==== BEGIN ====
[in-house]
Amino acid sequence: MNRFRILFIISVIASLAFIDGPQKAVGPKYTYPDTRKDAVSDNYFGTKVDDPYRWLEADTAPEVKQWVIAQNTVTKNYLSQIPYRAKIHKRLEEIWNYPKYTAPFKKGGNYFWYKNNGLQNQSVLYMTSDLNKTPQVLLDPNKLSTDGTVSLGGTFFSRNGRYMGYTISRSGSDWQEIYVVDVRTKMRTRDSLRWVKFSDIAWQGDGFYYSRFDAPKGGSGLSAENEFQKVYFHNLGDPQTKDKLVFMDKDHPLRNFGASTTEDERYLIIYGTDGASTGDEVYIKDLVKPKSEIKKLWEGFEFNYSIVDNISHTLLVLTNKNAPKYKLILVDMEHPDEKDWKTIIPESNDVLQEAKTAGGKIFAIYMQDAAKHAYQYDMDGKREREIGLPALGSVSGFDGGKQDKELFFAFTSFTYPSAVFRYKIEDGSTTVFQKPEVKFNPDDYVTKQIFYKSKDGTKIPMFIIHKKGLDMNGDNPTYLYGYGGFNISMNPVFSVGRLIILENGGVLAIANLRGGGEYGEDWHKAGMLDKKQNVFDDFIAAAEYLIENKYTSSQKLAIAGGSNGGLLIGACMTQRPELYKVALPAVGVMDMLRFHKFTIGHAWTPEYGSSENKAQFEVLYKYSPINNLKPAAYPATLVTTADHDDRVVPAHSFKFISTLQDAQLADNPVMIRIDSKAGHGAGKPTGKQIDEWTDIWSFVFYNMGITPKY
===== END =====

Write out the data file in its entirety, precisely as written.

[in-house]
Amino acid sequence: MNRFRILFIISVIASLAFIDGPQKAVGPKYTYPDTRKDAVSDNYFGTKVDDPYRWLEADTAPEVKQWVIAQNTVTKNYLSQIPYRAKIHKRLEEIWNYPKYTAPFKKGGNYFWYKNNGLQNQSVLYMTSDLNKTPQVLLDPNKLSTDGTVSLGGTFFSRNGRYMGYTISRSGSDWQEIYVVDVRTKMRTRDSLRWVKFSDIAWQGDGFYYSRFDAPKGGSGLSAENEFQKVYFHNLGDPQTKDKLVFMDKDHPLRNFGASTTEDERYLIIYGTDGASTGDEVYIKDLVKPKSEIKKLWEGFEFNYSIVDNISHTLLVLTNKNAPKYKLILVDMEHPDEKDWKTIIPESNDVLQEAKTAGGKIFAIYMQDAAKHAYQYDMDGKREREIGLPALGSVSGFDGGKQDKELFFAFTSFTYPSAVFRYKIEDGSTTVFQKPEVKFNPDDYVTKQIFYKSKDGTKIPMFIIHKKGLDMNGDNPTYLYGYGGFNISMNPVFSVGRLIILENGGVLAIANLRGGGEYGEDWHKAGMLDKKQNVFDDFIAAAEYLIENKYTSSQKLAIAGGSNGGLLIGACMTQRPELYKVALPAVGVMDMLRFHKFTIGHAWTPEYGSSENKAQFEVLYKYSPINNLKPAAYPATLVTTADHDDRVVPAHSFKFISTLQDAQLADNPVMIRIDSKAGHGAGKPTGKQIDEWTDIWSFVFYNMGITPKY